Drawing Guides

Here are some of my top tips for drawing portraits and improving your drawing technique


If you are a beginner who’d like to try drawing portraits or other kinds of art, which materials should you buy? Here’s a list of everything I use for drawing pencil portraits, and why I prefer the particular brands I use.

We’re all aware that the price of a product is not always an indication of its quality – all too often we are paying for a brand name which may contain exactly the same ingredients as a cheaper product. That’s certainly true of a lot of the things we buy in a supermarket.

However with art materials, I usually find that price is indeed THE most reliable guide to a product’s quality. Of course if you are drawing for pleasure rather than for your profession you will probably want to strike a balance between cost and quality. Even if you are a complete beginner however, it’s safe to say that investing a little more in your materials will really help to improve your end result. Art materials are often labelled as either ‘professional’ grade or ‘student’ grade, and those student grade items may sometimes hamper your drawing.


If there’s one perfect example of how buying a cheaper product may prove to be a false economy, it’s definitely drawing pencils. The graphite in a cheaper pencil is not fixed so well within the wood as in a better ‘professional grade’ pencil and so it will snap much more, resulting in you constantly having to resharpen it until there’s no pencil less! This is particularly a problem when using very soft pencils which are more prone to snapping anyway. Furthermore in a cheaper pencil the lead may be mixed inconsistently with the glue that binds it, os that your pencil may sometimes feel ‘scratchy’ and too hard as if you are pressing away but not making much of a mark. So, the more expensive pencils will be more consistent and reliable and will actually last longer.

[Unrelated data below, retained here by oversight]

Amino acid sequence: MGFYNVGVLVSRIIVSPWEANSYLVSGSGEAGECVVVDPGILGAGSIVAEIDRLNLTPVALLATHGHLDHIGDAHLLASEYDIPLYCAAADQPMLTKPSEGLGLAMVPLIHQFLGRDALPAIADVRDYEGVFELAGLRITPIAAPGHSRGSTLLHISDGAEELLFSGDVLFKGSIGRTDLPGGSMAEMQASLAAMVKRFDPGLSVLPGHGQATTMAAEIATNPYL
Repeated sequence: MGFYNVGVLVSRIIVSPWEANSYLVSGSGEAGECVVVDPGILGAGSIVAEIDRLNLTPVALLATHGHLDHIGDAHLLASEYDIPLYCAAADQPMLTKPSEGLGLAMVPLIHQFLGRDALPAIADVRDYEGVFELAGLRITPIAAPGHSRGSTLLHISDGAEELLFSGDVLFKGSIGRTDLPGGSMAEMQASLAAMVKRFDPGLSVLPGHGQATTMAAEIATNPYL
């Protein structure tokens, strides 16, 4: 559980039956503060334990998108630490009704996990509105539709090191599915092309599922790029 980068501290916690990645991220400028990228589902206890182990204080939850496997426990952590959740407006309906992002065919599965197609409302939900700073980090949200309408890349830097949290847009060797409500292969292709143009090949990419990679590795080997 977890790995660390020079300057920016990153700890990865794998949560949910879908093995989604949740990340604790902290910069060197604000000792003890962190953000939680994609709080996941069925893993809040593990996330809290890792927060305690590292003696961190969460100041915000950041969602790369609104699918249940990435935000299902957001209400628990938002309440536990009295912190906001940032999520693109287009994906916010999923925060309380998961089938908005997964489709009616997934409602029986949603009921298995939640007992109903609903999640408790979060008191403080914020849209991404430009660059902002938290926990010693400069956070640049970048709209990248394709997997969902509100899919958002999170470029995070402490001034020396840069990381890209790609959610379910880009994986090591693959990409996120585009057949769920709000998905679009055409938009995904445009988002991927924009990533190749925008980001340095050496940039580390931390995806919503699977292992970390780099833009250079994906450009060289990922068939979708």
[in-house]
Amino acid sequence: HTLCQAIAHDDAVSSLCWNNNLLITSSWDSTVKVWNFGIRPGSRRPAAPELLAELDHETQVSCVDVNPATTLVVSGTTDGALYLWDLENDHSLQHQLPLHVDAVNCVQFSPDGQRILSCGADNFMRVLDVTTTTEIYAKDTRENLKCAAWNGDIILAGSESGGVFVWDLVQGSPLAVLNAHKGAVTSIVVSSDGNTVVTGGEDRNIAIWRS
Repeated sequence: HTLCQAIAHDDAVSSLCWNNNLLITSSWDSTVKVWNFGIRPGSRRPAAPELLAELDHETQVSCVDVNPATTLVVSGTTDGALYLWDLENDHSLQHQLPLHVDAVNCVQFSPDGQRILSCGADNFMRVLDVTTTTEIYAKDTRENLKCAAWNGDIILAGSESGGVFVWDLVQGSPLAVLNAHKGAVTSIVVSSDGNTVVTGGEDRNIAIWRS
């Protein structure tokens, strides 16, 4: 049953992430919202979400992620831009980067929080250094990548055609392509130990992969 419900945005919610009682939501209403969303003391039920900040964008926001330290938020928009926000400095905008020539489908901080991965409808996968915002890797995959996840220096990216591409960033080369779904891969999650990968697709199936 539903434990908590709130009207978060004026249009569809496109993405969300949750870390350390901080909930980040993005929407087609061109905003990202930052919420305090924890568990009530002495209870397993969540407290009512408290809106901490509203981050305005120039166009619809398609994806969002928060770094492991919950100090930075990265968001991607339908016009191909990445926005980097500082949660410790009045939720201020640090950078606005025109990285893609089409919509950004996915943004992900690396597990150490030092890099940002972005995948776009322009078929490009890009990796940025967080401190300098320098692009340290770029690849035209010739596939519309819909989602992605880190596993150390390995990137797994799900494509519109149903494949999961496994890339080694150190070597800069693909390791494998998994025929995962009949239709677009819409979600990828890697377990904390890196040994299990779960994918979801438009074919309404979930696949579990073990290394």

Faber Castell pencils
Derwent pencils
I always use either Derwent’s ‘Graphic’ drawing pencils, or Faber-Castel’s ‘9000’ pencils. These are two very old companies who specialise in pencils and their products are great (Derwent also do a ‘student’ range if you need something cheaper, and both companies do all sorts of types of sketching pencils and charcoals) I like to use quite a wide range of ‘grades’ – from 2H, which is very hard, right down to 8B which is a very soft, dark pencil. Below is a diagram showing the full range of available pencil grades. The very hardest grades (9H to 2H) are really more for illustrators or graphic artists and you wouldn’t want to use them for sketching.
Pencil grade chart
Sometimes if I’m wanting to work with really dark pencils, I also like these Cretacolor ‘Monolith’ graphite pencils, which are made without a wooden casing  – just pure graphite, with a protective lacquer coating so you don’t get the graphite on your hands. They are very soft and a good choice if you want to work with thicker lines (although you can also sharpen them to a thin point too – they sharpen extremely well because the graphite is so thick) It’s a clever idea – graphite shaped into a pencil, so that the graphite is much thicker (7mm) than a traditional encased pencil ‘lead’ (we still call them leads but of course they are all now made of graphite). Creatcolor pencils also come in a wide range of grades from HB to 9B either singly or in boxed sets.
Cretacolor monolith pencil

making your pencils go further: pencil holders and battery-powered sharpeners

I realise I’m advising you to try to buy professional grade pencils, and this can get expensive. I get through a LOT of pencils, so this is a concern for me too! One trick to make your pencils go further if you do a lot of drawing is to invest in these pencil holders which you can buy in art stores – Derwent do a version. When your pencil gets too short you place it into the holder and push the little metal ring up to secure it there, making the pencil much easier to hold. Obviously they will involve an initial outlay, but once you have them you can put your pencils in them when they get a bit stubby and difficult to hold, and then you can use those pencils until they are literally almost sharpened right away. Below is a photo of my pencil stubs when removed from their holders after a busy Christmas rush! You can see that I was able to use them almost to nothing. Over time you will definitely save quite a bit of money this way. My other tip is to buy an battery-powered pencil sharpener. I only got one from Daler-Rowney recently and it really changed my drawing experience! It gives a very fine point that you’d never get with a manual sharpener (perfect for detail) and your leads won’t snap half as much even when sharpening softer pencils.

Pencil extenders
Pencil stubs
Battery powered sharpener